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Follow the Money

The lackluster exhibitions on view may be a fluke, or they may reflect an economic shift in the art scene.


NEW YORK — During the mayoral reign of Rudy Giuliani, Manhattan has been famously focused on quality-of-life issues. Precisely what constitutes those issues and qualities naturally depends on whose life one is talking about. Historically, though, a clear gauge of the city's quintessence has always been the quality of its offerings in art.

An urban machine, relentless and even grueling, can make daily existence more than just an ordinary hassle. But it's a hassle worth enduring, if it comes with superabundant possibilities for the profound emotional, intellectual and spiritual sustenance that art at its best can provide.

How, then, to explain the surprising dearth of that sustenance in this incomparably museum-rich city during the fall of 2000? From West 53rd Street to Fifth Avenue and 89th Street, the primary art museums have put together a motley array of mostly flaccid exhibitions. Perhaps it's an anomaly. Certainly it's the first time in memory that not a single big fall show will be remembered as being of more than cursory artistic significance.

Patterns are changing in New York, and not just in newly antiseptic Times Square. Emblematic is the exodus of galleries from SoHo and the rise of a powerful gallery district amid the dockside warehouses of Chelsea during the last half-dozen years. Galleries began to open in SoHo 30 years ago, following the lead of working artists, who were transforming vacant and inexpensive industrial buildings into living quarters with abundant studio space. After the 1990 collapse of the art market, galleries began to leave fashionable SoHo because they could subsidize their operations elsewhere by selling or subletting their spaces at spiraling rates to high-end retail stores and restaurants. Galleries didn't choose Chelsea because artists in search of working space had moved there first, but because suitable exhibition space was cheaper there.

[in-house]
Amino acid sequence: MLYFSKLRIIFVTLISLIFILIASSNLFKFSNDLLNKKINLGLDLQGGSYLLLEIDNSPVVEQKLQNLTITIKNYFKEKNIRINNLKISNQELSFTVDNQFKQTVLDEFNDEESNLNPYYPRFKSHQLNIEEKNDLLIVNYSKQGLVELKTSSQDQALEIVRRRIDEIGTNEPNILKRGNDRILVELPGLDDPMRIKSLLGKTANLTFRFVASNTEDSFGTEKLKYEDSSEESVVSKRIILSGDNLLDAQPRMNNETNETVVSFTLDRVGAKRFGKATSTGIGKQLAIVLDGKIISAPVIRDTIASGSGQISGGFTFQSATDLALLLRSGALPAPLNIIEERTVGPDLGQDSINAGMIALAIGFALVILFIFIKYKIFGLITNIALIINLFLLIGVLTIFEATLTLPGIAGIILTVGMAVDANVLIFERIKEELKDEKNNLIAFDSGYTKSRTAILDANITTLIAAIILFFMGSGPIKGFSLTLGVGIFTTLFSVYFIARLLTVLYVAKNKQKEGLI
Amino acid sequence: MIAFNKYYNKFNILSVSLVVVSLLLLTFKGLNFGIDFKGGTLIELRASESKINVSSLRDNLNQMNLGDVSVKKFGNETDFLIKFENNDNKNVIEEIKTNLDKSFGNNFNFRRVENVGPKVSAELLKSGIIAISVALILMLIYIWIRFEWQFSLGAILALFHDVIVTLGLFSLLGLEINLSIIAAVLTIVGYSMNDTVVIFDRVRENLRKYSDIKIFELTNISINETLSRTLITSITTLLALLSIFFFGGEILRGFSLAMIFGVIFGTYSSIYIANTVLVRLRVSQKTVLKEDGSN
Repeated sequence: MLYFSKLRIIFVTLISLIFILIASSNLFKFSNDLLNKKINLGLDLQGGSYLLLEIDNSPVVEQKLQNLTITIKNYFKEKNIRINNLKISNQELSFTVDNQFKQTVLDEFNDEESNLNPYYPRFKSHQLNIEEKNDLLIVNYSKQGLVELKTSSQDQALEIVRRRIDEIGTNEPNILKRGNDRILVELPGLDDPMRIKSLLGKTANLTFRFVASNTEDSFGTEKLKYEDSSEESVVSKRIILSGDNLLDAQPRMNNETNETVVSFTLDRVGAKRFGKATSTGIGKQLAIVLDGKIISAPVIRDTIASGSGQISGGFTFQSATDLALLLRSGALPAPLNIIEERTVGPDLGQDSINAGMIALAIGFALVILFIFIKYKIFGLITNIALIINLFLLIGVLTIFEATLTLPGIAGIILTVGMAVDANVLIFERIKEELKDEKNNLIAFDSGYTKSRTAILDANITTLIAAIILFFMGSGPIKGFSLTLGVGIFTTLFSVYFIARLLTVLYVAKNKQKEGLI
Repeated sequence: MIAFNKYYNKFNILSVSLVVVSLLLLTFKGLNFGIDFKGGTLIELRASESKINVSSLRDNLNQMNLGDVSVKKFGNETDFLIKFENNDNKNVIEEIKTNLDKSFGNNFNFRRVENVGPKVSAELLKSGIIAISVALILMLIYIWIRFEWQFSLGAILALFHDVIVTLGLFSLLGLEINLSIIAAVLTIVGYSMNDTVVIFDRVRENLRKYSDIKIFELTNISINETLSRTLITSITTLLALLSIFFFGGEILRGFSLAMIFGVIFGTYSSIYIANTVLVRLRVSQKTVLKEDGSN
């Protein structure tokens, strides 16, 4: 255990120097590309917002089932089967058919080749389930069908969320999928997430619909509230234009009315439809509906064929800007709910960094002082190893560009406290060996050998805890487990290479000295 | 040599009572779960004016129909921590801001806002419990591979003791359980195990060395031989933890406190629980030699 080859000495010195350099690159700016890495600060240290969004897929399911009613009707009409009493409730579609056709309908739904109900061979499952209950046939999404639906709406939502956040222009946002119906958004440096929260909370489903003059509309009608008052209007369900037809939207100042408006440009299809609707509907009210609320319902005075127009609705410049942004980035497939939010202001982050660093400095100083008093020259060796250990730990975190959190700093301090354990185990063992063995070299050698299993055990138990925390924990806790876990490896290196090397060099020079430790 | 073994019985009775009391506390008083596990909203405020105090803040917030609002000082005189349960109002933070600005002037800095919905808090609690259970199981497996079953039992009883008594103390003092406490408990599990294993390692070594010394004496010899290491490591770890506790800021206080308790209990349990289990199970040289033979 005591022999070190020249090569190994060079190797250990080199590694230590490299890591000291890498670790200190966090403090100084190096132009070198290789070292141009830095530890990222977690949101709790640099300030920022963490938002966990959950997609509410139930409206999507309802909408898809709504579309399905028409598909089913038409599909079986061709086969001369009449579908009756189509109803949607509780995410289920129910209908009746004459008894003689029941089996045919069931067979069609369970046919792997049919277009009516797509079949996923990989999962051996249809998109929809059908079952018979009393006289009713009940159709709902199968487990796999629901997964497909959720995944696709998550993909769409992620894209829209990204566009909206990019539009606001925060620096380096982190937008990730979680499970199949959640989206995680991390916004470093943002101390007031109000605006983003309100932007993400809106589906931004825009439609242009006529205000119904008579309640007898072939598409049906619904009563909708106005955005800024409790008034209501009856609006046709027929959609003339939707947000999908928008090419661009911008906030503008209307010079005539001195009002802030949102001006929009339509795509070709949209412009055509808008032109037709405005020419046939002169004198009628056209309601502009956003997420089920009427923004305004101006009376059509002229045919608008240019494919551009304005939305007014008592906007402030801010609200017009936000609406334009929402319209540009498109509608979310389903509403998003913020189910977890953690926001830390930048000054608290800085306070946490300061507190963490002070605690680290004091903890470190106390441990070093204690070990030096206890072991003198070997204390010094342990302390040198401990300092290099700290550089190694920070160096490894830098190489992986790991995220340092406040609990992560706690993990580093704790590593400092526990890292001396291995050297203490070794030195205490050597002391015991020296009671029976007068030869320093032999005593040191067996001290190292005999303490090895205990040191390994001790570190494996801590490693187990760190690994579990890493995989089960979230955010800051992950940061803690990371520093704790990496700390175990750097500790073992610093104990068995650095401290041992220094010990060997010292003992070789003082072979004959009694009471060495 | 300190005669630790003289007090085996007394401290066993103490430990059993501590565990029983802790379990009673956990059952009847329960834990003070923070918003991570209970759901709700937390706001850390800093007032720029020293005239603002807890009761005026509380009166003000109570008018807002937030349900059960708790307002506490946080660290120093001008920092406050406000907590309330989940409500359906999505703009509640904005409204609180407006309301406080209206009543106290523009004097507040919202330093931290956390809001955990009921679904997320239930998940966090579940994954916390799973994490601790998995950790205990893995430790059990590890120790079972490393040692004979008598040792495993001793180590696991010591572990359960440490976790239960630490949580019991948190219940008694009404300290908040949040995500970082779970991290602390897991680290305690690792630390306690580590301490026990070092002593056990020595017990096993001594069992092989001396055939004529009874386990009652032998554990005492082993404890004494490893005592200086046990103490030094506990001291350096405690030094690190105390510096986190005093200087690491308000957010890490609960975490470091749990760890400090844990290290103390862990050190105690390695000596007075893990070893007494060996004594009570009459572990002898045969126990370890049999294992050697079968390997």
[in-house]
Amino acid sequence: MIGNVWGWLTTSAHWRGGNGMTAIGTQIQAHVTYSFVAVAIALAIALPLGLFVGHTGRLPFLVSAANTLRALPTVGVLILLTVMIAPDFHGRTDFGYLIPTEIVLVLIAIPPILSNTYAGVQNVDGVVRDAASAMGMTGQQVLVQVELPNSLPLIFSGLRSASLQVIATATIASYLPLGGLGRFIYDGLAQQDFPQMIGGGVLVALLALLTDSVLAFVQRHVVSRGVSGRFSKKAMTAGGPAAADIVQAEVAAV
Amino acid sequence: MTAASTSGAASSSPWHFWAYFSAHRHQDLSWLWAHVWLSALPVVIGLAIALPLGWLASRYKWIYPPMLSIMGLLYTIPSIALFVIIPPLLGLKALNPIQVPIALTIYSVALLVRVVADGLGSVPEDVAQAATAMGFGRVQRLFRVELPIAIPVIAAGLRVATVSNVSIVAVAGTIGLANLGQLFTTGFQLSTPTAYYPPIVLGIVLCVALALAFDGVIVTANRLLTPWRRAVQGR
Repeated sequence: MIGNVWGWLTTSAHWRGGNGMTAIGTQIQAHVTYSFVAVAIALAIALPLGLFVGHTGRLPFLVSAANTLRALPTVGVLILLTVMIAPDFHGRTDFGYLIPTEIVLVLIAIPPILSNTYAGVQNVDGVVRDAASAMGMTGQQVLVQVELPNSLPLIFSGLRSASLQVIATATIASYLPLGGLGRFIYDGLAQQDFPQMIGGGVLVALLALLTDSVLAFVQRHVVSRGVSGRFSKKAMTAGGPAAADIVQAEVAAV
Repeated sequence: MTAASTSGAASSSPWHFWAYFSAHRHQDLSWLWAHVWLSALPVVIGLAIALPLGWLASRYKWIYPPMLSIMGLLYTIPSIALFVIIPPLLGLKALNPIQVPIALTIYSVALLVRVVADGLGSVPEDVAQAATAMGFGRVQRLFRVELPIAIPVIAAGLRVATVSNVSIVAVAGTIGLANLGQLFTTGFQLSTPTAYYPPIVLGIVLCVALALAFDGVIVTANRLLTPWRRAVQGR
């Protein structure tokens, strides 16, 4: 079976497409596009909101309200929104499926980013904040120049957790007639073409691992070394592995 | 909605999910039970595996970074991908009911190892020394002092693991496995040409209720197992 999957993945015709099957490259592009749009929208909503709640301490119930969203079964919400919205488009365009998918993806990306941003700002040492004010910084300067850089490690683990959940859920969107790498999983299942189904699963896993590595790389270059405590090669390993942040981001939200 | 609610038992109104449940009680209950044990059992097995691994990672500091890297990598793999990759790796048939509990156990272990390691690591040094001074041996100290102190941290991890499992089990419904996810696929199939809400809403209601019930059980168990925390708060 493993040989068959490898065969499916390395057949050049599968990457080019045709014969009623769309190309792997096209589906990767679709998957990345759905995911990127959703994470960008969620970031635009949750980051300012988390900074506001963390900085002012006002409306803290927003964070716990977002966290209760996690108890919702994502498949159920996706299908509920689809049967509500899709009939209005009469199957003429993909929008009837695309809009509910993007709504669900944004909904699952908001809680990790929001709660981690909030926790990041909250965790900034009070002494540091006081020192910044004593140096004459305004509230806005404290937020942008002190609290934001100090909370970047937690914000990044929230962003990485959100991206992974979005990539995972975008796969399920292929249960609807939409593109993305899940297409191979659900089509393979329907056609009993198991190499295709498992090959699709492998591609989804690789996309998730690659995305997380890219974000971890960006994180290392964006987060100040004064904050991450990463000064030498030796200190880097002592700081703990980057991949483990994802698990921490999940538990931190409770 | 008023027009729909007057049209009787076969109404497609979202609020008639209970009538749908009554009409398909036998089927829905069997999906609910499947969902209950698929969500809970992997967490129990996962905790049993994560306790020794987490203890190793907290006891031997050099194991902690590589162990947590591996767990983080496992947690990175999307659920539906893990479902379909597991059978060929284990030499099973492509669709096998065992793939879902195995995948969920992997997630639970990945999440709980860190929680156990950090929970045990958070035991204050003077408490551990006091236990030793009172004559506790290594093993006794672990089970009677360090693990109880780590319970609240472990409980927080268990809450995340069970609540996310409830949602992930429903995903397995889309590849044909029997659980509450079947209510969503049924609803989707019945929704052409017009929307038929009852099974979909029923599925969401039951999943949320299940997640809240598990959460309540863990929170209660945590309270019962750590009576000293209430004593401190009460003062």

In SoHo, galleries had followed artists. In Chelsea galleries followed economics, leaving out the artist part.

Not much art gets made in Manhattan anymore--at least, nowhere near as much art as once got made. Rising real estate prices put a damper on that. More and more potential studio space is farther out of reach for more and more artists.

Young artists, who might be drawn to New York from other places and whose presence is essential to replenishing the scene, are now at least as likely to gather across the river in neighborhoods of Brooklyn and Queens, rather than in the scruffier margins of Manhattan. The scene is getting suburbanized.

This gallery shift speaks of a larger, more fundamental change in American society, which might also help clarify the lackluster museum season. Galleries followed artists to SoHo because, circa 1970, artists were a gallery's main constituency. Today the constituency for art has expanded exponentially, to include not just the professional class that makes up the international art world--artists, collectors, curators, critics, consultants--but growing ranks of the general public as well. At Gagosian Gallery's glamorous new 26,000-square-foot space in Chelsea, which takes up almost half a city block, it's common right now to see young parents pushing baby strollers and taking pictures of the kids in front of the industrial-size fish-tank sculptures by British bad boy Damien Hirst (through Dec. 16).

Tourism is one of Manhattan's biggest industries, and cultural tourism is a linchpin to the city's economy. For art museums, the urge is strong to court a huge and churning general public that's more willing than ever to sample their offerings. While a single art season does not a watershed make, the fall 2000 season in the four big art museums certainly reflects an unmistakable long-term change. They've been aggressive in wooing the crowd.


Celebrity, the mass culture staple, is the product on offer at two uptown museums. One show is blatant and pompous; the other tactfully wrapped in revisionist posturing.

Most notorious is "Giorgio Armani" (through Jan. 17), the Guggenheim Museum's ode to the fashion designer who exploded into mass consciousness on the sexy back of Richard Gere in 1980's "American Gigolo." Twenty years on, Armani is an elder statesman of the red carpet at the Academy Awards.

Installed by theatrical designer Robert Wilson amid stretched gauze and taupe rugs on the famous Guggenheim spiral ramp, the Armani exhibition is the first costume show the museum has mounted. It's a profoundly conservative affair. First, its subject is a clothing brand coveted precisely for its ability to make its wearer disappear into the high-end security blanket of universally admired good taste (we're not talking Vivienne Westwood here).

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